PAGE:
His oratorical style and his strict sectarian outlook meant that even within the Presbyterian Church he was not universally appreciated. As a contributor to sectarian division and disturbance in Belfast, Hanna achieved his greatest fame or notoriety. Like many evangelical ministers, he was a regular open-air preacher. Such preaching was primarily evangelistic but was occasionally perceived as anti-Catholic. In summer 1857, sectarian tensions in Belfast were so explosive that the magistrates asked the Church of Ireland clergy of the Belfast Parochial Mission to abandon a proposed series of open-air addresses. Hanna, encouraged by Dr Henry Cooke, regarded this as a denial of liberty to preach the Gospel and insisted on preaching. Riots followed and the commission of inquiry into the origins and character of the riots specified provocative open-air preaching as a major cause of the violence. Again in 1886, when tensions over the first Home Rule Bill erupted into violence, Hanna's pulpit attacks on Gladstone's government and his allegations that Roman Catholic policemen from other parts of Ireland had been brought to Belfast to crush resistance to Home Rule were regarded as having contributed to the explosive situation.
An admirer, writing a few years after Hanna’s sudden death, said: “Preacher, lecturer and educationalist, as he has variously been described, Dr Hanna had few compeers. His political leanings were strongly Conservative. The records of the General Assembly contain no minute regarding him, but his memory is perpetuated not only in the fine pile of buildings at St Enoch’s and the bronze statue erected in Carlisle Circus...”
Not any more.
As Sean Kelly and his friend began to change the wheel of the taxi in Carlisle Circus they observed three youths approach the statue of Hugh Hanna at 3.20am. One of them was hoisted onto the plinth and placed a plastic bag between the legs of the statue. The youth dropped back to the ground and all three walked up the Antrim Road. Just then two British army Land Rovers entered Carlisle Circus. The taxi man hailed them and told them what he had seen. One of the soldiers had a look and told them he thought it was a bag of sand. One of the Land Rovers left to contact Army GHQ and the others remained some 30 yards from the statue. Some time later two men passed close to the statue and just moments afterwards the bomb exploded, hurling the three soldiers into the air. The explosion was heard all over the city and the figure of Roaring Hanna ended up on the roadway. Just hours later an Orange parade passed the empty plinth. The statue was “taken into care” by Council workmen and eventually repaired. There were several suggestions that it be restored, but in 1995 it is said that police advised against this course of action.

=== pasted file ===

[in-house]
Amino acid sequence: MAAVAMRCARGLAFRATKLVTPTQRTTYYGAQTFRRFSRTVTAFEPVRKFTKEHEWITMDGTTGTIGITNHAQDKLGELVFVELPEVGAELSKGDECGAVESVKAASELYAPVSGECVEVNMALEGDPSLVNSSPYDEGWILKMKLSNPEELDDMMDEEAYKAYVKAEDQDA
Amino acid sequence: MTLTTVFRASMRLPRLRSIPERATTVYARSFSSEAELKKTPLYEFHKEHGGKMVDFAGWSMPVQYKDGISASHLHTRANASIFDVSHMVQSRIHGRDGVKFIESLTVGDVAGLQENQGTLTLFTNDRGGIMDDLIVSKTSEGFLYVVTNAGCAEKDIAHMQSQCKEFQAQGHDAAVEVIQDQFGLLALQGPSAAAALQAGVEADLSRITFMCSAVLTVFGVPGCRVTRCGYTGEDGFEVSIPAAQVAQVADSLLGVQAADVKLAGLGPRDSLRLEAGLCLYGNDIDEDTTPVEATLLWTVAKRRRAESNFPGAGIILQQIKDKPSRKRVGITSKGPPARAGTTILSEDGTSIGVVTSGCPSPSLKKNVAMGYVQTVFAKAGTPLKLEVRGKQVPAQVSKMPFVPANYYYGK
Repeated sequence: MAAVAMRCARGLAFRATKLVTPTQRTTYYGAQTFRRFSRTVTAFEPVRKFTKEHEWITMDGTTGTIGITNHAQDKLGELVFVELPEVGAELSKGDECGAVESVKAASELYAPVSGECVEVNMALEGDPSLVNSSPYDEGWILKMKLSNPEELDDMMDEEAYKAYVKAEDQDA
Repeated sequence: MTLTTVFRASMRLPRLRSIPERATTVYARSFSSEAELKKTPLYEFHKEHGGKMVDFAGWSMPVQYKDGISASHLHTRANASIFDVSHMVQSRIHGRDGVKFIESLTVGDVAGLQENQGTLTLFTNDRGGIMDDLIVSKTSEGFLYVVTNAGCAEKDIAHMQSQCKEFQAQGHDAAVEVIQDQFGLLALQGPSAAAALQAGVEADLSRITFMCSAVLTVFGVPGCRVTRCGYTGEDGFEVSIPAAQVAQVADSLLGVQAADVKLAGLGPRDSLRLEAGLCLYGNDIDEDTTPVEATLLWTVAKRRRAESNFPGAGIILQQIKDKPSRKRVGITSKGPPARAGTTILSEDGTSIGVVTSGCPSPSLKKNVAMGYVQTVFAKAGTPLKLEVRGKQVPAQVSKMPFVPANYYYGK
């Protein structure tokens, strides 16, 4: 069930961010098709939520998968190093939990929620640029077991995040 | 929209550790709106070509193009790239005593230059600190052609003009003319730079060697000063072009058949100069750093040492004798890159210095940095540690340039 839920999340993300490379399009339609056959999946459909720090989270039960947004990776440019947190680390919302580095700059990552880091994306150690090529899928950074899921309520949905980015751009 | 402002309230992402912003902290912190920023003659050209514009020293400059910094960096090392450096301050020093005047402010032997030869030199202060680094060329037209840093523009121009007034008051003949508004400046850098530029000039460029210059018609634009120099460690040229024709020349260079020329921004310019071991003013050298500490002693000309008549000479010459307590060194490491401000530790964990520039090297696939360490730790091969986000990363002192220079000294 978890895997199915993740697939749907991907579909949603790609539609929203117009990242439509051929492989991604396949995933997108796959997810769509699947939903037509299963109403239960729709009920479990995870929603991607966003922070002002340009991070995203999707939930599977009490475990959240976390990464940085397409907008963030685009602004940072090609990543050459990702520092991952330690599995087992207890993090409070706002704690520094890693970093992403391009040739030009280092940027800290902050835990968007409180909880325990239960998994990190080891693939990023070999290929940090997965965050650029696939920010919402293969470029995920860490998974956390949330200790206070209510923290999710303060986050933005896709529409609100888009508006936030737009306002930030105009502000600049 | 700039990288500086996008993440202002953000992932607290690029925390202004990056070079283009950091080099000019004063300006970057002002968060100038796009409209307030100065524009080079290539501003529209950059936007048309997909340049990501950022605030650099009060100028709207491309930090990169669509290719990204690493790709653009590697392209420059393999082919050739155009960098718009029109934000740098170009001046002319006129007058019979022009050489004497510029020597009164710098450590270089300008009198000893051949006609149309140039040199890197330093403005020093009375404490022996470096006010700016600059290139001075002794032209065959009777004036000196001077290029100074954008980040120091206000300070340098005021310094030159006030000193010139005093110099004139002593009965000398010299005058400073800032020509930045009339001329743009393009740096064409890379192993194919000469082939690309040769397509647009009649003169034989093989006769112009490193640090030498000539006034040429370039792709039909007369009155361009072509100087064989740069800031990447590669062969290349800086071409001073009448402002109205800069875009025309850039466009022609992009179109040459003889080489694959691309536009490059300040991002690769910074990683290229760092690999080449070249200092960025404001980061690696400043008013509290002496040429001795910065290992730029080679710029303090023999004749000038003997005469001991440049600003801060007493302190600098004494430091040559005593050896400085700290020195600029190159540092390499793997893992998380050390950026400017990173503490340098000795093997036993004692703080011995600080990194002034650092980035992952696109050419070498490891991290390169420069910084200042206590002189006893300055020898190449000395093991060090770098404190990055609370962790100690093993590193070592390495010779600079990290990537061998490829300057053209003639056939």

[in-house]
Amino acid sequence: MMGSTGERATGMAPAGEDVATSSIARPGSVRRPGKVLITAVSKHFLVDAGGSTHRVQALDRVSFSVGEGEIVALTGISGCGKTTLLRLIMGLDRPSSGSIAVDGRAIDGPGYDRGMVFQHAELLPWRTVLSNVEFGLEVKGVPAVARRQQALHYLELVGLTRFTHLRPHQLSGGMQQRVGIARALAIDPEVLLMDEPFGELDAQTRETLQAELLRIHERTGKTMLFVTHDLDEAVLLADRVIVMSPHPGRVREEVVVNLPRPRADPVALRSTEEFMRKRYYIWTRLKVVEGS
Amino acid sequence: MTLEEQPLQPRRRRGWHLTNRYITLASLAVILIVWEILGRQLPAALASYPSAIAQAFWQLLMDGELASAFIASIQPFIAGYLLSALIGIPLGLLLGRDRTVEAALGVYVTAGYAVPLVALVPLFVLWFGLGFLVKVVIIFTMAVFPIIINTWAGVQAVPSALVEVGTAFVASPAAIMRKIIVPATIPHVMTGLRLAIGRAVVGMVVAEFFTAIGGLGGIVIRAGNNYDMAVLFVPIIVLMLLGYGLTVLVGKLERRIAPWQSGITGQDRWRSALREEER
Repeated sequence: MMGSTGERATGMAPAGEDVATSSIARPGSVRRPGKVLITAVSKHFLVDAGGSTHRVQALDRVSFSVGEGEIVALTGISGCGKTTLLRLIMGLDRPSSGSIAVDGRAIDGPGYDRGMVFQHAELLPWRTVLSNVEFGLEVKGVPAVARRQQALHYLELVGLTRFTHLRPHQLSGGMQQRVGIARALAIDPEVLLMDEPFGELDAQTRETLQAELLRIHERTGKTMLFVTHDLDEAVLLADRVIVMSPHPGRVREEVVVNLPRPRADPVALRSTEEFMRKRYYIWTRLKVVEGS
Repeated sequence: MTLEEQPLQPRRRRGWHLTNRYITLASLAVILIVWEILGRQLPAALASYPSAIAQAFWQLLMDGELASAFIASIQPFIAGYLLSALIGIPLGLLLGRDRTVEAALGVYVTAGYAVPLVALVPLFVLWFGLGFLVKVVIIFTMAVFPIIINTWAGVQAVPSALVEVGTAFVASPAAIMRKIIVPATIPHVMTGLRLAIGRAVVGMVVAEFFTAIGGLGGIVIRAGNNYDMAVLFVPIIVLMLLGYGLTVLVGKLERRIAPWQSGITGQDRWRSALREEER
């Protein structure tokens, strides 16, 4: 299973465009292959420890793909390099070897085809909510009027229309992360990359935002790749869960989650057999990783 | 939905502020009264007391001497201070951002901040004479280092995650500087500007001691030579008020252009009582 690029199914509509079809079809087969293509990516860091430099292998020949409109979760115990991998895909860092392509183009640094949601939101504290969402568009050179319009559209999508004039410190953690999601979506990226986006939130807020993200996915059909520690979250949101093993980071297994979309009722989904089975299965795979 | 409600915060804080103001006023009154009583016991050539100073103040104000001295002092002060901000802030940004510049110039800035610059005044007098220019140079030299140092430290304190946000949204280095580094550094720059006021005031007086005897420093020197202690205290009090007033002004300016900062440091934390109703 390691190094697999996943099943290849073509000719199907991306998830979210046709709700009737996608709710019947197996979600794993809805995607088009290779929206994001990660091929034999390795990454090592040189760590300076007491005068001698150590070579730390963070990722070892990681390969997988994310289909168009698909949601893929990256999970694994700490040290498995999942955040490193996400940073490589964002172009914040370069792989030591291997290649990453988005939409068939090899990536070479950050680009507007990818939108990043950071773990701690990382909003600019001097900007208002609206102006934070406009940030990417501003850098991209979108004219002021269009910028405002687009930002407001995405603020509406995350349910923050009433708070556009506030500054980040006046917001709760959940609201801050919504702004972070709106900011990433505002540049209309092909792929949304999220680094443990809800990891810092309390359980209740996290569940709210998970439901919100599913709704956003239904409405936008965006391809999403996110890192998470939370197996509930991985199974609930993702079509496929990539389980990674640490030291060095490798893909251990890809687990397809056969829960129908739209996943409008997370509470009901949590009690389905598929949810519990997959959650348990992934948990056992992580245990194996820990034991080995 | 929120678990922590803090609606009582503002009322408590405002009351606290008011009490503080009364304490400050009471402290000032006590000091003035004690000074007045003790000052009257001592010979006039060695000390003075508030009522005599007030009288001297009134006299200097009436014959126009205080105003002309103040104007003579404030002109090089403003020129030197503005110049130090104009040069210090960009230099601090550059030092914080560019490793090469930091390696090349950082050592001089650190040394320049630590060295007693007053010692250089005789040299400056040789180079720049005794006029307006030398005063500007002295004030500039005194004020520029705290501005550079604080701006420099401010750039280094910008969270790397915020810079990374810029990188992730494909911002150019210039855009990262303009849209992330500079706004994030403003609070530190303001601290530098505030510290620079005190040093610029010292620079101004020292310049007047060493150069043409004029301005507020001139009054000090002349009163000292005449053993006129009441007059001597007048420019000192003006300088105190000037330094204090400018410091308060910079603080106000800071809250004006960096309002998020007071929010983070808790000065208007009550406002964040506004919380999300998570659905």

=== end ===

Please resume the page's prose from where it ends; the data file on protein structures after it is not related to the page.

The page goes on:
Claimed to be the largest Presbyterian church in Ireland, St Enoch’s had a magnificent theatre-like interior with two tiers of galleries around three sides, and four great roof lights above. St Enoch’s was tragically destroyed in a malicious fire in 1985. It lay unrepaired for some time before being demolished. The demolition contractor, Ted McCormick, told me that the black stone used in the building had originally been white but was discoloured by pollution. The site is now occupied by the Hopelink Centre. Where Hanna’s statue stood, there is now a small monument.
Hugh Hanna’s religious and political activities continued to divide opinion. A biographer of 1890 describes “a mind that combined strong Protestant convictions after the Scottish pattern with a spirit of British patriotism.” Ian Paisley wrote that “Dr Hanna was in the great evangelical succession of Ulster Protestant protagonists.” For another twentieth century author, Hanna was simply “notorious”.
On 26 September 1857 Punch lampooned Hanna in a series of verses, one of which ran:
What's faction's flame or hatred's gall,
What's riot, bloodshed, row or brawl?
To one who boasts an inward call,